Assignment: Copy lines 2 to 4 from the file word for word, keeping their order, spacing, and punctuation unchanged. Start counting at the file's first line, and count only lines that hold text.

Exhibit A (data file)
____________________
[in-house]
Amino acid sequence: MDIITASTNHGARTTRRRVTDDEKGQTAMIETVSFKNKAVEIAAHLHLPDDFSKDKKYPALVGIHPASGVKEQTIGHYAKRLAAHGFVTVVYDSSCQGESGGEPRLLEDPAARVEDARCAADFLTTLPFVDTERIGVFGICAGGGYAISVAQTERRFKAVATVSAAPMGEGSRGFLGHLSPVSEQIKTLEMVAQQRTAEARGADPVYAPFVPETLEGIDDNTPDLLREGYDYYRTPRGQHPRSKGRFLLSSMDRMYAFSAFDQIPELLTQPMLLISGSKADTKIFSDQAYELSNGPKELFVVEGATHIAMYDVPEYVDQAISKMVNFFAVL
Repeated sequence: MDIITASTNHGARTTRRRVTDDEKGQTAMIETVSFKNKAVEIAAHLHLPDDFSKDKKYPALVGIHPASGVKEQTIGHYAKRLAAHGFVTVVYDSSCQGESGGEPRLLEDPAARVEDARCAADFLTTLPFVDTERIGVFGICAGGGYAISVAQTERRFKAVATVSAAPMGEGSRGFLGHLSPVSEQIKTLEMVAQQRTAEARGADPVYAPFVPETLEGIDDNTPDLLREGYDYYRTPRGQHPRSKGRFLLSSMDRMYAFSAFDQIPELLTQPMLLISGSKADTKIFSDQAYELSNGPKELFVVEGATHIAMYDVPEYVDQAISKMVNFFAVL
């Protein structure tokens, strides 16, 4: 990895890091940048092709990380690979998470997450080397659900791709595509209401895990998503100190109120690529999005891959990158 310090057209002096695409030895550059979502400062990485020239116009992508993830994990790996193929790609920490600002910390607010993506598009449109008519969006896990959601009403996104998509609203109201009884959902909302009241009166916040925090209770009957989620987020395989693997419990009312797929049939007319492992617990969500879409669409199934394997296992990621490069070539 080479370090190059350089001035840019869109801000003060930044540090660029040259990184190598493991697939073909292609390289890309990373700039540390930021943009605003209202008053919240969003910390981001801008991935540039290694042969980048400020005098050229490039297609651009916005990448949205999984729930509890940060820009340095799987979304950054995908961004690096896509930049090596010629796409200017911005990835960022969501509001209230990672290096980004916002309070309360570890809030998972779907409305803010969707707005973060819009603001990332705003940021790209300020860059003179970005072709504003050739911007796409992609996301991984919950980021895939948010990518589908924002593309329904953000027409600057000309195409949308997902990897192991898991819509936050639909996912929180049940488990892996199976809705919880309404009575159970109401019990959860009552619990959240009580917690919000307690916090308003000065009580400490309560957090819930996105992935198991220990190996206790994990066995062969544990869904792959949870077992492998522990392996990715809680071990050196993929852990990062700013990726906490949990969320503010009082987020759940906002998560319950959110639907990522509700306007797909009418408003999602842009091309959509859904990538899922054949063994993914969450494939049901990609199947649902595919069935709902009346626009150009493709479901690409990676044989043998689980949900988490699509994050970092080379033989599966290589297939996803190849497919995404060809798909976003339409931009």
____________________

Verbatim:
Amino acid sequence: MDIITASTNHGARTTRRRVTDDEKGQTAMIETVSFKNKAVEIAAHLHLPDDFSKDKKYPALVGIHPASGVKEQTIGHYAKRLAAHGFVTVVYDSSCQGESGGEPRLLEDPAARVEDARCAADFLTTLPFVDTERIGVFGICAGGGYAISVAQTERRFKAVATVSAAPMGEGSRGFLGHLSPVSEQIKTLEMVAQQRTAEARGADPVYAPFVPETLEGIDDNTPDLLREGYDYYRTPRGQHPRSKGRFLLSSMDRMYAFSAFDQIPELLTQPMLLISGSKADTKIFSDQAYELSNGPKELFVVEGATHIAMYDVPEYVDQAISKMVNFFAVL
Repeated sequence: MDIITASTNHGARTTRRRVTDDEKGQTAMIETVSFKNKAVEIAAHLHLPDDFSKDKKYPALVGIHPASGVKEQTIGHYAKRLAAHGFVTVVYDSSCQGESGGEPRLLEDPAARVEDARCAADFLTTLPFVDTERIGVFGICAGGGYAISVAQTERRFKAVATVSAAPMGEGSRGFLGHLSPVSEQIKTLEMVAQQRTAEARGADPVYAPFVPETLEGIDDNTPDLLREGYDYYRTPRGQHPRSKGRFLLSSMDRMYAFSAFDQIPELLTQPMLLISGSKADTKIFSDQAYELSNGPKELFVVEGATHIAMYDVPEYVDQAISKMVNFFAVL
């Protein structure tokens, strides 16, 4: 990895890091940048092709990380690979998470997450080397659900791709595509209401895990998503100190109120690529999005891959990158 310090057209002096695409030895550059979502400062990485020239116009992508993830994990790996193929790609920490600002910390607010993506598009449109008519969006896990959601009403996104998509609203109201009884959902909302009241009166916040925090209770009957989620987020395989693997419990009312797929049939007319492992617990969500879409669409199934394997296992990621490069070539 080479370090190059350089001035840019869109801000003060930044540090660029040259990184190598493991697939073909292609390289890309990373700039540390930021943009605003209202008053919240969003910390981001801008991935540039290694042969980048400020005098050229490039297609651009916005990448949205999984729930509890940060820009340095799987979304950054995908961004690096896509930049090596010629796409200017911005990835960022969501509001209230990672290096980004916002309070309360570890809030998972779907409305803010969707707005973060819009603001990332705003940021790209300020860059003179970005072709504003050739911007796409992609996301991984919950980021895939948010990518589908924002593309329904953000027409600057000309195409949308997902990897192991898991819509936050639909996912929180049940488990892996199976809705919880309404009575159970109401019990959860009552619990959240009580917690919000307690916090308003000065009580400490309560957090819930996105992935198991220990190996206790994990066995062969544990869904792959949870077992492998522990392996990715809680071990050196993929852990990062700013990726906490949990969320503010009082987020759940906002998560319950959110639907990522509700306007797909009418408003999602842009091309959509859904990538899922054949063994993914969450494939049901990609199947649902595919069935709902009346626009150009493709479901690409990676044989043998689980949900988490699509994050970092080379033989599966290589297939996803190849497919995404060809798909976003339409931009």